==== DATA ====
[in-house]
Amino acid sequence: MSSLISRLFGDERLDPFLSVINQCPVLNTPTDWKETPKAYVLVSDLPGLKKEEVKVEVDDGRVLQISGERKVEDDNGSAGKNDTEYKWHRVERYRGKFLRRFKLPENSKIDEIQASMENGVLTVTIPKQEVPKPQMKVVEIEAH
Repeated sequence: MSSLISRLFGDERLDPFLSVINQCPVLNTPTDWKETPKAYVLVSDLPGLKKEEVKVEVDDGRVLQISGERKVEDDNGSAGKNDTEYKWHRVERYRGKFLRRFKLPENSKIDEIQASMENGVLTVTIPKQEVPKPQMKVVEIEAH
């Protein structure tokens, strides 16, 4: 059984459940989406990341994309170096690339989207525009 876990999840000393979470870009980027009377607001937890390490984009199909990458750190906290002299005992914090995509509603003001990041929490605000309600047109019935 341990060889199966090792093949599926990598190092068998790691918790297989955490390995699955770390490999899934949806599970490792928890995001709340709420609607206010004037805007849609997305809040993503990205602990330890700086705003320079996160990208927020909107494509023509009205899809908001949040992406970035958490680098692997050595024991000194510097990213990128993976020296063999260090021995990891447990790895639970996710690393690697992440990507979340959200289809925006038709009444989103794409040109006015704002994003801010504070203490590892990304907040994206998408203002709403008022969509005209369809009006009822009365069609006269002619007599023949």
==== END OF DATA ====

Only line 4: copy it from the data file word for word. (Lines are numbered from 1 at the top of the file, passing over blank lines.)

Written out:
């Protein structure tokens, strides 16, 4: 059984459940989406990341994309170096690339989207525009 876990999840000393979470870009980027009377607001937890390490984009199909990458750190906290002299005992914090995509509603003001990041929490605000309600047109019935 341990060889199966090792093949599926990598190092068998790691918790297989955490390995699955770390490999899934949806599970490792928890995001709340709420609607206010004037805007849609997305809040993503990205602990330890700086705003320079996160990208927020909107494509023509009205899809908001949040992406970035958490680098692997050595024991000194510097990213990128993976020296063999260090021995990891447990790895639970996710690393690697992440990507979340959200289809925006038709009444989103794409040109006015704002994003801010504070203490590892990304907040994206998408203002709403008022969509005209369809009006009822009365069609006269002619007599023949």